Park board officials want to move ahead with designs for a scaled-down pavilion at Stewart Beach, trustees said Tuesday.

After balking last year at the cost of a proposed $25 million pavilion at the beach park, the city tasked the Galveston Park Board of Trustees with improving drainage problems at the popular tourist spot.

The park board, which manages island beaches, has been working on drainage studies, but now wants to move ahead with updating the pavilion plan, officials said.

“It would be short-sighted on our part to only focus on drainage,” Executive Director Kelly de Schaun said.

Improving drainage at the beach could take 15 years, she said.

The current pavilion, built in the 1980s, already is well past its expected expiration date, park board officials have said in previous interviews.

But the Galveston City Council wants drainage improved first, District 2 Councilman Craig Brown said. Brown is the city’s representative on the park board.

“They want the drainage moving forward at Stewart Beach before any approval for some type of structure is done,” Brown said.

The park board must get city council approval for capital expenditures of more than $125,000.

Last year, the park board allocated $550,000 for drainage work and for design and study of the next permanent structures at Stewart Beach, according to reports.

The park board has allocated about $102,000 just to engineer needed drainage work at the beach park this year, according to reports.

Both park board and city officials agree drainage has been a problem for the beach, which often floods during heavy rains.

The park board can’t move ahead with drainage improvements until next year, when it can get on the city’s street improvement schedule to elevate the road at Stewart Beach, de Schaun said.

In the meantime, the park board should move forward with determining what kind of structure is best for the park, Trustee Victor Viser said.

The park board has discussed scaling back the proposed $25 million pavilion and building mobile units with bathrooms, concessions and shade that can be moved on and off the beach.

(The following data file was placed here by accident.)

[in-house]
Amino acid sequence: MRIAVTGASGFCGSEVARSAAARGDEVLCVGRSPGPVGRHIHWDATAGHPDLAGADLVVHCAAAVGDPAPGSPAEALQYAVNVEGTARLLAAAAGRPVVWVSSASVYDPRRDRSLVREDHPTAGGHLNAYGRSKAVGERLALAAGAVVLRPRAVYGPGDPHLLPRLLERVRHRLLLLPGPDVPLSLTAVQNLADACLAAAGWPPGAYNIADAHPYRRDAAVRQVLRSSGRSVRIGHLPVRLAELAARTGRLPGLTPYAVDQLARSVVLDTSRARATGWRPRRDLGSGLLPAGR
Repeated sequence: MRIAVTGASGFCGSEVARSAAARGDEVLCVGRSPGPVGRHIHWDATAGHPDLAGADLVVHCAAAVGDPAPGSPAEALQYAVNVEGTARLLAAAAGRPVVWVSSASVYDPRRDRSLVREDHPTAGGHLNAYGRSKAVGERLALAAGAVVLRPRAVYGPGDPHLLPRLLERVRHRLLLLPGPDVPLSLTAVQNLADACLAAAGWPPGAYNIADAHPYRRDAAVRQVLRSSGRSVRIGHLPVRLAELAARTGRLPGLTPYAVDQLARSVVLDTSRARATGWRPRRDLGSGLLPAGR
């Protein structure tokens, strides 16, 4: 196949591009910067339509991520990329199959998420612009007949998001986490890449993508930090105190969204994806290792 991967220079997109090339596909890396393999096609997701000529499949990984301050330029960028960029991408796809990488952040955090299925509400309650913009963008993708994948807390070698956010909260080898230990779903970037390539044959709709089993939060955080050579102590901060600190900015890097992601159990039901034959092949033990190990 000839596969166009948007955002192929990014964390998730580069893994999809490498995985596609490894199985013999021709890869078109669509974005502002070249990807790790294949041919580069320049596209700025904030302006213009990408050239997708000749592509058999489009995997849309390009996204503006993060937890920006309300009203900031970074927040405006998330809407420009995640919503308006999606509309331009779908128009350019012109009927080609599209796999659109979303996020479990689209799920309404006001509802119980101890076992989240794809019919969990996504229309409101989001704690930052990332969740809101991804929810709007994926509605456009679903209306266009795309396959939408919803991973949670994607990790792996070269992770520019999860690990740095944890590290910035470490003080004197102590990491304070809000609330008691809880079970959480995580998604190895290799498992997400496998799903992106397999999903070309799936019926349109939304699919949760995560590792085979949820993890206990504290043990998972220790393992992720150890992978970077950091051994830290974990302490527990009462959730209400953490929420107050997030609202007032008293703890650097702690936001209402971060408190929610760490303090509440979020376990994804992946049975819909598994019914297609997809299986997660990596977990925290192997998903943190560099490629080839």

“I still love the design with some adjustments for space, usage, siting,” Viser said.

The current design isn’t the finished product, but is a good starting place, Trustee Jan Collier said.

The park board should use that plan as a springboard to scale down the size and cost of the pavilion, Collier said.

“We put a lot of money and a lot of thought into the design that we have,” Collier said. “Why can’t we just take the design we have and do a workshop?”

The park board isn’t sure yet how much it would cost for its contractor to produce a scaled back design of the pavilion, but that will likely be brought before the board at the end of June, Projects Manager Sheryl Rozier said.

Keri Heath: 409-683-5241; or on Twitter @HeathKeri.

(5) comments

Miceal O'Laochdha

"The park board isn’t sure yet how much it would cost for its contractor to produce a scaled back design of the pavilion...". Our guess is it will cost $550,000.00.

Don Schlessinger

As long as the citizens of Galveston Island have a chance to yes or no on absurdity we might be okay. Anything agreed on by the COG and the PB without a vote is disaster for tax victims. We can't trust either, especially the PB, when it comes to spending our money on tourists.

Rusty Schroeder

Studies and designs and absolutely nothing done. Did anybody take a look yesterday at Stewart Beach with the high tide ? I did, it was Lake Stewart.

Ron Shelby

If the original design estimate at $25million was pre-Harvey construction estimates, then they may find it costing quite a bit more today. There is a major construction employee shortage going on across the US pushing up costs.

Steve Fouga

Here's what I don't understand: What, exactly, is the incentive for building a new pavilion?

Does someone think that even 1 more tourist, beyond the 7.5 million who came to Galveston last year, is waiting for a new pavilion to be built?

Does someone have statistical evidence that even 1 from that 7.5 million has decided, "Welp, sure won't be going back down to the coast until that old pavilion is replaced...?"

Does someone really believe that municipal offices should be built on a beach that is routinely battered and flooded, rather than in relative safety behind a seawall?

Does someone think that tourists will purchase enough food and merch from beach retail to even begin to recoup the costs of building this thing?

In my opinion, there is no legitimate business case for building a new pavilion. Bathrooms and showers, probably. Beach Patrol facilities, maybe, though personally I don't understand the need.

Won't somebody please stop this expensive boondoggle, before any more money is spent on it? And please upgrade the parking and roadways; there is a definite need for that.

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